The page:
The Nelson A. Rockefeller Center for Public Policy and the Social Sciences

International

PBPL 85 Visits Dnipro, Ukraine

This past Monday, Professor Shaiko and the Political and Legal Team (Andrew Weckstein, Michelle Li, Kevin Zhang) took a trip to Dnipro, an Eastern city only 100 miles west of the conflict in the Donbas. Although Dnipro is home to nearly 2 million people, the downtown area seemed more like a sprawling town than one of the largest cities in Ukraine. The cold weather, grimy streets, and eerie music on the bus gave Dnipro a somber and Soviet feel.

Our first interview was with a representative from “StopFake,” an organization aiming to identify and refute false information presented in the media. This interview provided an interesting perspective on the “Hybrid War” between Russia and Ukraine and the impact of Kremlin propaganda on the Ukrainian public.

Our next interview was at Dopomoga Dnipra, a local NGO organization that provides social services and supports for those displaced by the conflict in the Donbas. Located in a formerly abandoned building, the run-down infrastructure housed some of the most enthusiastic and passionate civil activists that we have met this trip.

The PBPL 85: Global Policy Leadership Class Travels to Israel and Jordan

PBPL 85 combines the study of public policy with an experiential learning opportunity abroad. The course begins in the classroom with Professor Charles Wheelan ’88 during the fall term. The topic studied this year was the U.S. strategy for revitalizing the Israeli-Palestinian peace process. The class then spent the first two weeks in December traveling to Israel and Jordan where they met with local policy leaders: politicians, academics, journalists, business leaders, U.S. diplomats, and other in-country experts who help inform their study of the topic.

“The importance of travel is twofold,” explains Wheelan, “One is this marriage of learning in the classroom and talking to people on the ground; and two, testing your hypotheses and listening to people who have very conflicting points of view.”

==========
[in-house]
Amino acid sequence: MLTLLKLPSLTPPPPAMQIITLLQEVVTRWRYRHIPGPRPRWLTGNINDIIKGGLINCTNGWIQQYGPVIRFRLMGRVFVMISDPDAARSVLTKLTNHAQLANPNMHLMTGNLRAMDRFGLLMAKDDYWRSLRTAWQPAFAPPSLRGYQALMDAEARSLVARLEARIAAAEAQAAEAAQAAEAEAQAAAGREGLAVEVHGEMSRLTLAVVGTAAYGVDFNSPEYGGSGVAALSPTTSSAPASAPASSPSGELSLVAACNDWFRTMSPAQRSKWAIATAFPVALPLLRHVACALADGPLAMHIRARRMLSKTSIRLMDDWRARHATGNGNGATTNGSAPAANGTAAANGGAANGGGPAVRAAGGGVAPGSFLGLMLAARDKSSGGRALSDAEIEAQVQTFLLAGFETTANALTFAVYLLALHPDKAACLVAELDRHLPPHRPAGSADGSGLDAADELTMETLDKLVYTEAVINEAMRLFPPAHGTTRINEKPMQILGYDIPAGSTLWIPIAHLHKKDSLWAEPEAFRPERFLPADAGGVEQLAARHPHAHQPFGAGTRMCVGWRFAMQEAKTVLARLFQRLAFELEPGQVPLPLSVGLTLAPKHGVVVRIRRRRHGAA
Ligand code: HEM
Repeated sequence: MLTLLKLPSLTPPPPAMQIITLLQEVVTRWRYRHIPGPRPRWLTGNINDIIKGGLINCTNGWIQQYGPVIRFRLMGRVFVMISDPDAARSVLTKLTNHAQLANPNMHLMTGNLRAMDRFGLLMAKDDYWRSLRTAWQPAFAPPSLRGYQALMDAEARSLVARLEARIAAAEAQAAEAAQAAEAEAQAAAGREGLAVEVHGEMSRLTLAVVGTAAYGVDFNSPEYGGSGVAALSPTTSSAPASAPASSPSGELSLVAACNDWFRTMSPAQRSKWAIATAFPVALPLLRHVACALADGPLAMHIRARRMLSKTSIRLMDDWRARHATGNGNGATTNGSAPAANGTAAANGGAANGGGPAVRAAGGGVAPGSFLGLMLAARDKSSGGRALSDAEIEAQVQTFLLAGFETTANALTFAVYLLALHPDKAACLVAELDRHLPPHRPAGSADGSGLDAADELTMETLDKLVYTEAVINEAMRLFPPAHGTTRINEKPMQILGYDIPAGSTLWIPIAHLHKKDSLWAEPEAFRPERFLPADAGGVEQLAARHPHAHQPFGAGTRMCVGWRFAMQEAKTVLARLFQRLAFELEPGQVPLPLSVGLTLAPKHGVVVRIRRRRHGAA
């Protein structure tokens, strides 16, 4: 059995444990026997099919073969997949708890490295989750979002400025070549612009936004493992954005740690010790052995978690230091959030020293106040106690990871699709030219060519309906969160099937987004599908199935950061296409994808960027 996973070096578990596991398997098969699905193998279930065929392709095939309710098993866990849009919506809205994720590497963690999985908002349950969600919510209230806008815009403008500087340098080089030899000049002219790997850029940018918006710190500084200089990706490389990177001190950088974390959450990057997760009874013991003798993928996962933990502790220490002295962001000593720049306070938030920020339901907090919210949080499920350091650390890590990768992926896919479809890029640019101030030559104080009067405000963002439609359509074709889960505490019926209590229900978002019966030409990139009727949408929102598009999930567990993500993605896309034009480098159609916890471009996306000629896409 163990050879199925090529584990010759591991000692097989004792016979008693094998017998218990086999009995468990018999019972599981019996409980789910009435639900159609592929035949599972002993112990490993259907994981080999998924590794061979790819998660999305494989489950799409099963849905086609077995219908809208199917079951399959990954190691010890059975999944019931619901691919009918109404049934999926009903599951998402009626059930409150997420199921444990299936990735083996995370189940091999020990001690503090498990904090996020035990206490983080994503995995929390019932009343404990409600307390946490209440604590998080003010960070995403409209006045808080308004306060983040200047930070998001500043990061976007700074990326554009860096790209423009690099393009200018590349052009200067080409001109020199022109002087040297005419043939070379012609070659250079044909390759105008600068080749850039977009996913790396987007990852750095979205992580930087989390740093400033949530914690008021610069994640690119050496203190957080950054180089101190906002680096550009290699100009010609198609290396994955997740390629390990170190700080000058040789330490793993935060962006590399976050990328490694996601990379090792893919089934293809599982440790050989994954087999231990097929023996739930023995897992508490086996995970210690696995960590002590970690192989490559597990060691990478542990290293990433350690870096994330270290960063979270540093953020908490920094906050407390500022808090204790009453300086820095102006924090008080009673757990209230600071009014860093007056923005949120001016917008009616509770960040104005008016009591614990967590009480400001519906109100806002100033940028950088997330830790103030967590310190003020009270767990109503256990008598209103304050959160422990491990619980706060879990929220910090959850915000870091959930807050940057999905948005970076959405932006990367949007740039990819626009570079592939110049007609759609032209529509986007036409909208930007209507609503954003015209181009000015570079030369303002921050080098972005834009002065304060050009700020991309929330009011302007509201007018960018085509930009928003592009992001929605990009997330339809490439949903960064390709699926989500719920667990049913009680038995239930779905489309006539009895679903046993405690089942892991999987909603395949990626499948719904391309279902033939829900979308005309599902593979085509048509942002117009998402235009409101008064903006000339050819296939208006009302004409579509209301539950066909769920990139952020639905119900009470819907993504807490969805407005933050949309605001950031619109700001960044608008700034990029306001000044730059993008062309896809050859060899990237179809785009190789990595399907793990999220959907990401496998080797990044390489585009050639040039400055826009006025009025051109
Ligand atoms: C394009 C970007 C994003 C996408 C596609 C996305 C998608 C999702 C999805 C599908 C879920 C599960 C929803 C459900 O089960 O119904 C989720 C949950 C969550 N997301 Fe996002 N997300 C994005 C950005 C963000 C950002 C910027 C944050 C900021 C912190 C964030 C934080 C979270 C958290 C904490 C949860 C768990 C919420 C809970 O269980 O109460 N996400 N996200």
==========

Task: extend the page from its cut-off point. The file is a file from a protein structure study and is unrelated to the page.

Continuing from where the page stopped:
PBPL 85 at the Jordanian Ministry of Foreign Affairs

After a relaxing day spent at the Dead Sea, the class hit the ground running on Monday, December 14th in Amman, Jordan.

We had our first meeting of the day with James Fromson. Fromson works for Mayday Rescue NGO, which trains the Syrian Civil Defense. Fromson has coauthored pieces with one of our previous speakers, Steve Simon, and was able to provide an interesting prospective as an American living in Jordan. After this meeting, we headed on the bus to the Jordanian Ministry of Foreign Affairs. At the Foreign Ministry, we had the opportunity to meet with the Director of International Relations and Organizations, Leena AlHadid, and Ibrahim Awawdeh, the Director of the North American Department. Qais Biltaji, the First Secretary to the Private Office of the Minister of Foreign Affairs and Expatriates, and Mohammed Hindawi also joined us. The panel was able to provide insight into Jordan’s relationship with the U.S. and its role in the Israeli-Palestinian peace process. Once the meeting concluded, we left the Foreign Ministry and went to a nearby sharwma stand for lunch.

PBPL 85 at the Jordanian Ministry of Foreign Affairs

After a relaxing day spent at the Dead Sea, the class hit the ground running on Monday, December 14th in Amman, Jordan.

We had our first meeting of the day with James Fromson. Fromson works for Mayday Rescue NGO, which trains the Syrian Civil Defense. Fromson has coauthored pieces with one of our previous speakers, Steve Simon, and was able to provide an interesting perspective as an American living in Jordan. After this meeting, we headed on the bus to the Jordanian Ministry of Foreign Affairs. At the Foreign Ministry, we had the opportunity to meet with the Director of International Relations and Organizations, Leena AlHadid, and Ibrahim Awawdeh, the Director of the North American Department. Qais Biltaji, the First Secretary to the Private Office of the Minister of Foreign Affairs and Expatriates, and Mohammed Hindawi also joined us. The panel was able to provide insight into Jordan’s relationship with the U.S. and its role in the Israeli-Palestinian peace process. Once the meeting concluded, we left the Foreign Ministry and went to a nearby sharwma stand for lunch. 

PBPL 85 at the Dead Sea